NMC 2006 - Cleveland

I'm at the airport in Hong Kong on my way to the New Media Consortium (NMC) Summer Conference in Cleveland. I attended my first NMC conference last year and it was great, so I'm really looking forward to this one. A highlight for me will be attending the two-day digital storytelling train-the-trainer workshop with Joe Lambert from the Digital Storytelling Center at Berkeley.

Wednesday, February 15, 2006

Speculating: Blogs as .......

I've been reading discussions over the past few weeks about blogs as personal learning environments. This got me thinking a lot about the personal development planning and eportfolio system I developed in 2001 and which never got to take off in my institution for a variety of reasons. Systems like ELGG came close to what I did and did a bit more on social networking/FOAF side with the metaphor of personal learning landscape. But the metaphor I had at the time I started was more of learning journey. But in the system I created there was the element of Etienne Wenger's "learning trajectory" - past, present and future all together. In Etienne's research agenda, the notion of identities also figures strongly and this I believe is an important element too. So right now I'm thinking of Blog as a combination and/or aggregation of ...

.... learning journey
.... learning trajectory
.... (learning) identities

In the system I built, the learner could connect different areas (knowledge, skills and attributes) of their learning together - cross-hyperlink them. I never did manage to display this visually in the way I wanted (as per the Brain software) but I still think all of these elements are important. The system is still missing important elements like showing connections to people, and the possibility of providing a genealogical view ... i.e. multiple ways of looking at the journey.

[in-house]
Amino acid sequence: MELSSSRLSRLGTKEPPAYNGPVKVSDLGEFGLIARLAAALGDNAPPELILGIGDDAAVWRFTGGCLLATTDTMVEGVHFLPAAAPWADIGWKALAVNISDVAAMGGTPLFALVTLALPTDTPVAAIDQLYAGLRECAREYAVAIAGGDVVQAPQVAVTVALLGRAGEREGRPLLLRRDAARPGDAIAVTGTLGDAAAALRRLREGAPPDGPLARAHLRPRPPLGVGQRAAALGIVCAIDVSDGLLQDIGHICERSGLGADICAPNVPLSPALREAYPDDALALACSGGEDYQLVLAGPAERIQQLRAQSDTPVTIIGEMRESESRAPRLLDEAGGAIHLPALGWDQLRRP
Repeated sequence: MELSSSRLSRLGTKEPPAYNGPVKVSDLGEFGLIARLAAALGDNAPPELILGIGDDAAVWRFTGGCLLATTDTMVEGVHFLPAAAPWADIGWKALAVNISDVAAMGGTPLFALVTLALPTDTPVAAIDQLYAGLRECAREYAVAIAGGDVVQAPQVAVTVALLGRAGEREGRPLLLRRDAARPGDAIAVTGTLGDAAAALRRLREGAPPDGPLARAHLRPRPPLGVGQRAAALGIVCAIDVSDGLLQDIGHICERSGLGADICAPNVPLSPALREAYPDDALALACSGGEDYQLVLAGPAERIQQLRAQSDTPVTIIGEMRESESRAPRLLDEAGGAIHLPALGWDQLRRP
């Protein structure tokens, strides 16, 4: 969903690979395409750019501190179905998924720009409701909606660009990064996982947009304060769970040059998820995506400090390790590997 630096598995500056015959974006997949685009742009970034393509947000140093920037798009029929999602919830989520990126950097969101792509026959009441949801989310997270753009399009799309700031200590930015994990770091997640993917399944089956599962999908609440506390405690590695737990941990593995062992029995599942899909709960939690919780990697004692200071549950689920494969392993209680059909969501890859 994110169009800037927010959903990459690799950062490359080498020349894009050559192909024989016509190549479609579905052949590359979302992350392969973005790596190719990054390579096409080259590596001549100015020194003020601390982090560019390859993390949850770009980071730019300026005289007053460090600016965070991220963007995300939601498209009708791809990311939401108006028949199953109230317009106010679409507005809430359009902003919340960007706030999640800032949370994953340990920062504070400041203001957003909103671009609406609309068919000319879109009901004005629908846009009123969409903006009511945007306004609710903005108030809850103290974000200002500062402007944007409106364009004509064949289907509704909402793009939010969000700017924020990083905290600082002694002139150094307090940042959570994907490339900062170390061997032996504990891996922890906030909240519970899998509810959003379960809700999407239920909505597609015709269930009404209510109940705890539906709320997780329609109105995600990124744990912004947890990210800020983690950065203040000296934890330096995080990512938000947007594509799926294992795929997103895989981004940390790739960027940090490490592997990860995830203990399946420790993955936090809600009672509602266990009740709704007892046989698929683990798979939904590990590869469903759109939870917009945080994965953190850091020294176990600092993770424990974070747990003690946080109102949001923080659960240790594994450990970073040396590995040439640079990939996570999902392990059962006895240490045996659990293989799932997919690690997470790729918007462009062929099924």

Now with our online identities being spread all over the net, in comments in various blogs, flickr,, etc., and at various events, we need a way to bring these together simply and quickly. And we need to visually show (semantically, socially and genealogically) our journey, trajectory and identities all in one ... something that aggregates and connects our learning into one visual interface for our lifelong personal portal (side track: I think this means we would need to be able to tag our own comments, not just our posts).

In Europe a year or so ago, eportfolio people were talking about an eportfolio for life. The notion of whatever we system we use being fir life is key if the ownership is really going to be, as it needs to be, with the individual (and not any one course or institution).

Blogs weren't ever designed for this purpose and, as they are now, aren't ready to do this. But the world has moved on a long way since the time when blogs were first developed. We need something now that will aggregate all of our 'selves' and visually display our journey, trajectory, and identities, in multiple ways. Maybe the front end is something like a personal portal/aggregator in (building out from the likes of protopage and netvibes) with an interface that allows for multiple representations of our aggregated selves.

The EduGlu project that D'Arcy and others are just starting to get going one element of this jigsaw - although maybe we need personalGlu, rather than EduGlu. But what are the other elements that are key? How do we connect them together? How can we display them in multiple ways? How do we tie this to the individual for their life (or as long as they want) and not a single course, or a single institution, or a single organization or a single community?